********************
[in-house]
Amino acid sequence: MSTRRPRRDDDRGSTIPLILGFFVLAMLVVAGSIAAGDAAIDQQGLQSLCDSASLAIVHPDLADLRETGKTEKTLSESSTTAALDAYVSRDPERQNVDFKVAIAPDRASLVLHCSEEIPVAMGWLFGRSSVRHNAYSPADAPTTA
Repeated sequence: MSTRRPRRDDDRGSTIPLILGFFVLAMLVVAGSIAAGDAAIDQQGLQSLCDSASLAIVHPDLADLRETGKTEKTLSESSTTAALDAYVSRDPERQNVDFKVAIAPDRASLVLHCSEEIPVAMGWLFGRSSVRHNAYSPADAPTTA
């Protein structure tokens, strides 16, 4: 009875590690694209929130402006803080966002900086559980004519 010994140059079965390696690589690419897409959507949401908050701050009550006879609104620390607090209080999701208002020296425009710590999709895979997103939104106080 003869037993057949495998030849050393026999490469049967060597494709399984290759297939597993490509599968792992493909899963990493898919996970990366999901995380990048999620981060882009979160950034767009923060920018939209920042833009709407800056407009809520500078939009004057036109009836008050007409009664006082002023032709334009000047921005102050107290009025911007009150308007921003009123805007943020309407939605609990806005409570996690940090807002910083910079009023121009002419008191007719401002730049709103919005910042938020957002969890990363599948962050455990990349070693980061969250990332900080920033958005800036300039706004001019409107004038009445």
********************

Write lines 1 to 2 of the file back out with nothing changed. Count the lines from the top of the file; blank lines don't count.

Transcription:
[in-house]
Amino acid sequence: MSTRRPRRDDDRGSTIPLILGFFVLAMLVVAGSIAAGDAAIDQQGLQSLCDSASLAIVHPDLADLRETGKTEKTLSESSTTAALDAYVSRDPERQNVDFKVAIAPDRASLVLHCSEEIPVAMGWLFGRSSVRHNAYSPADAPTTA